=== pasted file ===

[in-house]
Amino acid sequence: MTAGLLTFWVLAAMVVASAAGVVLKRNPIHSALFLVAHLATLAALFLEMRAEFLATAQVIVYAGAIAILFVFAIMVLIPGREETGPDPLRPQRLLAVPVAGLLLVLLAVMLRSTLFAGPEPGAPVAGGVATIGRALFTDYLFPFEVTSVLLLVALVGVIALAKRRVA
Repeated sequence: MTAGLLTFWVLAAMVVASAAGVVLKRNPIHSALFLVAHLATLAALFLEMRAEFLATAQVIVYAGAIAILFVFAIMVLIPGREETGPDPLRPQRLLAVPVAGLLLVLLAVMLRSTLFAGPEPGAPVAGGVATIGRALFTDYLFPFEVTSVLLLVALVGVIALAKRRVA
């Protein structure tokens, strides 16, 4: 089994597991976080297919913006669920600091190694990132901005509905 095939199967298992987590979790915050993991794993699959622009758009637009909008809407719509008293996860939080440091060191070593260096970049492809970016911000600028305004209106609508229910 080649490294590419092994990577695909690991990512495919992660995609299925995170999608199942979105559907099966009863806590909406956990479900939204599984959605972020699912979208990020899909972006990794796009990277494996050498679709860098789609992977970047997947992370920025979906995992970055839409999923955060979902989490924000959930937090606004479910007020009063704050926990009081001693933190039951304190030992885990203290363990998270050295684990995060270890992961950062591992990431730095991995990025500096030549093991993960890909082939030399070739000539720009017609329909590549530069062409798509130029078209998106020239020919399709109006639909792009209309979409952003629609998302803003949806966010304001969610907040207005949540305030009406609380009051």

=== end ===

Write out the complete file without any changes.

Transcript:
[in-house]
Amino acid sequence: MTAGLLTFWVLAAMVVASAAGVVLKRNPIHSALFLVAHLATLAALFLEMRAEFLATAQVIVYAGAIAILFVFAIMVLIPGREETGPDPLRPQRLLAVPVAGLLLVLLAVMLRSTLFAGPEPGAPVAGGVATIGRALFTDYLFPFEVTSVLLLVALVGVIALAKRRVA
Repeated sequence: MTAGLLTFWVLAAMVVASAAGVVLKRNPIHSALFLVAHLATLAALFLEMRAEFLATAQVIVYAGAIAILFVFAIMVLIPGREETGPDPLRPQRLLAVPVAGLLLVLLAVMLRSTLFAGPEPGAPVAGGVATIGRALFTDYLFPFEVTSVLLLVALVGVIALAKRRVA
């Protein structure tokens, strides 16, 4: 089994597991976080297919913006669920600091190694990132901005509905 095939199967298992987590979790915050993991794993699959622009758009637009909008809407719509008293996860939080440091060191070593260096970049492809970016911000600028305004209106609508229910 080649490294590419092994990577695909690991990512495919992660995609299925995170999608199942979105559907099966009863806590909406956990479900939204599984959605972020699912979208990020899909972006990794796009990277494996050498679709860098789609992977970047997947992370920025979906995992970055839409999923955060979902989490924000959930937090606004479910007020009063704050926990009081001693933190039951304190030992885990203290363990998270050295684990995060270890992961950062591992990431730095991995990025500096030549093991993960890909082939030399070739000539720009017609329909590549530069062409798509130029078209998106020239020919399709109006639909792009209309979409952003629609998302803003949806966010304001969610907040207005949540305030009406609380009051």